JOURNAL ARTICLE

Test-retest reliability and minimal detectable change on balance and ambulation tests, the 36-item short-form health survey, and the unified Parkinson disease rating scale in people with parkinsonism

Teresa Steffen, Megan Seney
Physical Therapy 2008, 88 (6): 733-46
18356292

BACKGROUND AND PURPOSE: Distinguishing between a clinically significant change and change due to measurement error can be difficult. The purpose of this study was to determine test-retest reliability and minimal detectable change for the Berg Balance Scale (BBS), forward and backward functional reach, the Romberg Test and the Sharpened Romberg Test (SRT) with eyes open and closed, the Activities-specific Balance Confidence (ABC) Scale, the Six-Minute Walk Test (6MWT), comfortable and fast gait speed, the Timed "Up & Go" Test (TUG), the Medical

OUTCOMES: Study 36-Item Short-Form Health Survey (SF-36), and the Unified Parkinson Disease Rating Scale (UPDRS) in people with parkinsonism.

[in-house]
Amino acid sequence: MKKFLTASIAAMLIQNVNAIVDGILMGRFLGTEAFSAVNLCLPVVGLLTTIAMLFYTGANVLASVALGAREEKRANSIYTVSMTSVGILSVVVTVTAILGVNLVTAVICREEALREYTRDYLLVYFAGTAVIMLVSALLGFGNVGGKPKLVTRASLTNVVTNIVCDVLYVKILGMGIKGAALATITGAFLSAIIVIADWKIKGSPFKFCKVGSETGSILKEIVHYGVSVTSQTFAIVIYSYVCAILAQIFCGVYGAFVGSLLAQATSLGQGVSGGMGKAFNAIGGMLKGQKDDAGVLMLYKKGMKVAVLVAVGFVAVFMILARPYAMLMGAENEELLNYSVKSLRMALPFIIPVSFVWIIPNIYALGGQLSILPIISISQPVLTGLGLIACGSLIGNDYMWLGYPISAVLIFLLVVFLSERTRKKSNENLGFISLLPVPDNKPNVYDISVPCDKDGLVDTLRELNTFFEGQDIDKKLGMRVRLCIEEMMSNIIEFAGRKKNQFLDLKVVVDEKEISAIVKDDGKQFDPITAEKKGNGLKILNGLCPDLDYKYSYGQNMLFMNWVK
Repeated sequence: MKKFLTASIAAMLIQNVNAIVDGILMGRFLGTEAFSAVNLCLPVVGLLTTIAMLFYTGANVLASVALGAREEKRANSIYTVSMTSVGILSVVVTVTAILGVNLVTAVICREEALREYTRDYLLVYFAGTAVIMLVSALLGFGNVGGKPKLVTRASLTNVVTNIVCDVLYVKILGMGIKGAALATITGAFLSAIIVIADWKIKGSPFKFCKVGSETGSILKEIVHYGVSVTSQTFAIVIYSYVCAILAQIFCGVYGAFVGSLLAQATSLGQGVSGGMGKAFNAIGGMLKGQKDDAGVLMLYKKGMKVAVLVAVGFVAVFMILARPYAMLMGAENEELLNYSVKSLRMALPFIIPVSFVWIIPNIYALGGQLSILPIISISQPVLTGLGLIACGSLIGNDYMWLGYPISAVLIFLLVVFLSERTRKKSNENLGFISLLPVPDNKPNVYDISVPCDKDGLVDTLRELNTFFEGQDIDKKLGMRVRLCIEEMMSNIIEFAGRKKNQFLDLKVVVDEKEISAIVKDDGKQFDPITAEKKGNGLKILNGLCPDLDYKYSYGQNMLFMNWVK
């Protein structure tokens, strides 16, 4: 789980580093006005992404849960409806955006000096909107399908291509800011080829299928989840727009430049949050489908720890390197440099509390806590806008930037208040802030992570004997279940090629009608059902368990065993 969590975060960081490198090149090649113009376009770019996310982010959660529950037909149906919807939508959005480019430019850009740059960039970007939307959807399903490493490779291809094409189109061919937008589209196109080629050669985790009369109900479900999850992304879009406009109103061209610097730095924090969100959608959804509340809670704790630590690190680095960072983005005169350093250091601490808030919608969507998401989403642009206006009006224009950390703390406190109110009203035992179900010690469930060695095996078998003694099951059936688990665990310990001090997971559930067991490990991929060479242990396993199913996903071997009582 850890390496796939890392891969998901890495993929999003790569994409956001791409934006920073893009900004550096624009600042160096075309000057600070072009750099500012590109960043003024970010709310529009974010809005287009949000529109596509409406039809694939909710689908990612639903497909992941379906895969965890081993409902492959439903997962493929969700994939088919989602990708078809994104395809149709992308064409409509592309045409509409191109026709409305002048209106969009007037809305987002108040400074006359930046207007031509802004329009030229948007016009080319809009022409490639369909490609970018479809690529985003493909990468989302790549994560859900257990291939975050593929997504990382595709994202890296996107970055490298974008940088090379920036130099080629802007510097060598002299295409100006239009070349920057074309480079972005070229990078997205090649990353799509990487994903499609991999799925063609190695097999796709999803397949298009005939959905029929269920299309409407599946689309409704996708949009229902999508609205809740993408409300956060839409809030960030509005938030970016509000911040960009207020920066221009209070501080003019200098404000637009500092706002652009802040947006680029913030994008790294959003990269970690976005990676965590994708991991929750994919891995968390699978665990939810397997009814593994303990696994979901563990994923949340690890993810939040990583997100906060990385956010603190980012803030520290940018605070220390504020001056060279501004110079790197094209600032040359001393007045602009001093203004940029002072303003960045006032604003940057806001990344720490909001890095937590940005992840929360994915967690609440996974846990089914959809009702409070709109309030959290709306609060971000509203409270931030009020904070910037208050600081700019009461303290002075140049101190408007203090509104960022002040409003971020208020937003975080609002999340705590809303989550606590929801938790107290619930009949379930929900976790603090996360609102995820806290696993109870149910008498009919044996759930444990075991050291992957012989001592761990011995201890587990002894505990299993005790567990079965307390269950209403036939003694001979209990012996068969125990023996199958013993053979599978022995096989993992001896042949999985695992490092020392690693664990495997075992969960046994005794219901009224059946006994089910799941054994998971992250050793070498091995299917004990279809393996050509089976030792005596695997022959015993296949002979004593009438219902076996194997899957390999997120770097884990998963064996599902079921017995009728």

SUBJECTS: Thirty-seven community-dwelling adults with parkinsonism (mean age=71 years) participated. The Hoehn and Yahr Scale median score of 2 was on the lower end of the scale; however, the scores ranged from 1 to 4.

METHODS: Subjects were tested twice by the same raters, with 1 week between tests. Test-retest reliability was calculated using intraclass correlation coefficients (ICCs). Minimal detectable change was calculated using a 95% confidence interval (MDC(95)).

RESULTS: The ICCs for test-retest reliability were above .90 for the BBS, ABC Scale, SRT with eyes closed, 6MWT, and comfortable and fast gait speeds. The MDC(95) values for those functional tests were: BBS=5/56, ABC Scale=13%, SRT with eyes closed=19 seconds, 6MWT=82 m, comfortable gait speed=0.18 m/s, and fast gait speed=0.25 m/s. The ICCs for test-retest reliability of SF-36 scores were above .80, with the exception of the social functioning subscale. The MDC(95) values for the SF-36 ranged between 19% and 45%. The MDC(95) values for the UPDRS Activities of Daily Living section, Motor Examination section, and total scores were 4/52, 11/108, and 13/176, respectively.

DISCUSSION AND CONCLUSION: Minimal detectable change values are useful to therapists in rehabilitation and wellness programs in determining whether change during or after intervention is clinically significant. High test-retest reliability of scores for the BBS, ABC Scale, SRT with eyes closed, 6MWT, and gait speed make them trustworthy functional assessments in people with parkinsonism. The SF-36 and UPDRS provide quality-of-life and disease severity rating values in the ongoing assessment of people with parkinsonism.

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